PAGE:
Did You Work For Cash In 2015? Check Out These Tips

If you worked for cash in 2015, here are some important tips

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Note: The advice in this post is not intended to replace the advice of a qualified tax preparer. Always seek professional input before preparing your own taxes.

Most of us at one time or another earn extra cash with a side gig. While this can help your bottom line, there are tax implications.

The 1099 form: If you worked for an individual or organization for cash, they must issue you a 1099 form if you earned over $600.00. You will need to report your earnings on your income tax form under “Misc. income.”

In some cases, a client or employer who paid you cash will go ahead and issue a 1099 even if you earned less than $600.00. This is preferable because record-keeping will be easier for you and there will be less chance of errors in reporting your income.

Either way, employers must mail out these forms  no later than January 31st, so if you have not yet received yours, follow up immediately with your client or cash employer.

Why the 1099 is important: If there is a discrepancy between the earnings you reported to the IRS and the earnings reported by your client(s) and employer(s), processing your tax return will be delayed, along with any refunds.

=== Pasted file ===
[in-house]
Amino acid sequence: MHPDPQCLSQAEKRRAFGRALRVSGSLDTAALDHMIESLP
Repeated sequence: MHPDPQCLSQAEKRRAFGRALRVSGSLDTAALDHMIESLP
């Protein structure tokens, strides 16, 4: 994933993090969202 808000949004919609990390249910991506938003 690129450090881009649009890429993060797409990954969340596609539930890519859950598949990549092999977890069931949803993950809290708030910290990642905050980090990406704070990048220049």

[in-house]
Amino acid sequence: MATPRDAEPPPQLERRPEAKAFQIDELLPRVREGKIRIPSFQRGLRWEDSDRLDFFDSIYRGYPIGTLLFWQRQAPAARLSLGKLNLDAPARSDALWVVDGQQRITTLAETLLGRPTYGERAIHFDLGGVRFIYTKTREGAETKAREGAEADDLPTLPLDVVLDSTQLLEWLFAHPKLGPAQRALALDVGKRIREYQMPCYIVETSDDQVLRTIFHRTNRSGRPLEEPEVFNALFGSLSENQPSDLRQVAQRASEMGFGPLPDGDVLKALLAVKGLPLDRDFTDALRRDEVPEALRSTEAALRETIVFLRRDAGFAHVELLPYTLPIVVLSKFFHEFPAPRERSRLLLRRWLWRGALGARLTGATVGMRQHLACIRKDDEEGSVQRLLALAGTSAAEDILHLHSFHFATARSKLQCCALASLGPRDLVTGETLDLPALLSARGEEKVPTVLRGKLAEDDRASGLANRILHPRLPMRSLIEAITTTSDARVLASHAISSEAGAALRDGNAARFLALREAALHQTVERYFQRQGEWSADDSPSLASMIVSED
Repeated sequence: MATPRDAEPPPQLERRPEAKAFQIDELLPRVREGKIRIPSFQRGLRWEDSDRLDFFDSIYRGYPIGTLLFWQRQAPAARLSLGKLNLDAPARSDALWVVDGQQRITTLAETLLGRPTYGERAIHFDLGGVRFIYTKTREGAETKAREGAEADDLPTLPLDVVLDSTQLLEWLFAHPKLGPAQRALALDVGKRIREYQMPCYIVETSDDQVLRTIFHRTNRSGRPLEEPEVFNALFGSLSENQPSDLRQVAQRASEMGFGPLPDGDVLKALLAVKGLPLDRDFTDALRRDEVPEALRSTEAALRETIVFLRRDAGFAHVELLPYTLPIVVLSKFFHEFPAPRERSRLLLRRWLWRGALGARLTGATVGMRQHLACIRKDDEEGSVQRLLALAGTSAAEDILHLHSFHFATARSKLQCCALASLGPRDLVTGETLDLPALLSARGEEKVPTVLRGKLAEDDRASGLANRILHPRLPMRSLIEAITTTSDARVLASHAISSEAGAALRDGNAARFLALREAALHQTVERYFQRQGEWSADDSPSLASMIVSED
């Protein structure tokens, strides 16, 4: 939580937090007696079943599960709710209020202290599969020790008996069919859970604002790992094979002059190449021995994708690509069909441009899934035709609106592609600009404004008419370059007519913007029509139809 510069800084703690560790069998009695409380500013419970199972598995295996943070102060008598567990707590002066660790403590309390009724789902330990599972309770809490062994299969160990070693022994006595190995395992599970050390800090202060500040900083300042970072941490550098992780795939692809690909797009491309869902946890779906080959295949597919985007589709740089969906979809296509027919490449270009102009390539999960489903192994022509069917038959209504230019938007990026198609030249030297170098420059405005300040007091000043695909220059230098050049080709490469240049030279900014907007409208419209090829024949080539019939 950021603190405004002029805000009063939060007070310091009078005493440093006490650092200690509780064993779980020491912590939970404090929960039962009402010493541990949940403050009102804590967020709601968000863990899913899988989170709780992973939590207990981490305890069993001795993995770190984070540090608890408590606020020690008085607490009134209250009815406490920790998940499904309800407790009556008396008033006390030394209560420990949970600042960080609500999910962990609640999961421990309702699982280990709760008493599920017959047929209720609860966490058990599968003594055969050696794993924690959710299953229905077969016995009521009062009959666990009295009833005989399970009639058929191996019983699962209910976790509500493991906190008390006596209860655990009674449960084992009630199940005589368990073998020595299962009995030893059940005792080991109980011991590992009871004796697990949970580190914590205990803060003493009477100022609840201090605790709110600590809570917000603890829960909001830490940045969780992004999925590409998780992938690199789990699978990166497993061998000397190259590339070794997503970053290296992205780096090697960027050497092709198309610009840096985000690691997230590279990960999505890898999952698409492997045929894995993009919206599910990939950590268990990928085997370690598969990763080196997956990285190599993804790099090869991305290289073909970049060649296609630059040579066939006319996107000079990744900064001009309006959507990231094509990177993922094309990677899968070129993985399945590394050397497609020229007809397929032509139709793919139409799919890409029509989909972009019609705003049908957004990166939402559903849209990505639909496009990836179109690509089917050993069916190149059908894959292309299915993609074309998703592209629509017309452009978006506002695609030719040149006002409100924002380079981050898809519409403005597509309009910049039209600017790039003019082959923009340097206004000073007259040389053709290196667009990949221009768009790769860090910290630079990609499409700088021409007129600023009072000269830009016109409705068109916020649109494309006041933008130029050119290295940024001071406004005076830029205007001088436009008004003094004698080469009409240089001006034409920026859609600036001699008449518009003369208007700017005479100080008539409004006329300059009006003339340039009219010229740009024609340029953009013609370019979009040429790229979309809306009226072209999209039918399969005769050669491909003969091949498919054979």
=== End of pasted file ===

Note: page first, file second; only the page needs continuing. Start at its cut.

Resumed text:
At the same time, if the employer doesn’t report your earnings to the IRS, they, too, could face additional scrutiny and delays.

At the very least you’ll receive a letter from the IRS requesting correct information. At the very worst, it can trigger an audit or review.

If you’ve kept track of your earnings from each client and employer, be sure their income figures match your records.

Income and expense records: If you earned cash from a side gig in 2015, you’ll not only need to report your income, but you will also need to report your expenses.

Your tax preparer will attach either Schedule C or C-EZ to your tax return. If you are taking the DIY approach and filing your own taxes, you’ll need to complete Schedule SE to calculate your self-employment tax.

Keeping accurate income and expense records is key to filing an accurate return as well as calculating the correct amount of taxes you will owe. There are many apps and software programs that can help you track income and expenses such as Quickbooks, Harvest, or Excel.

Estimated Taxes: The amount of estimated taxes you may need to pay this year are based on your earnings in 2015. These taxes can be paid in quarterly installments or all at once. Your tax preparer can calculate your estimated tax.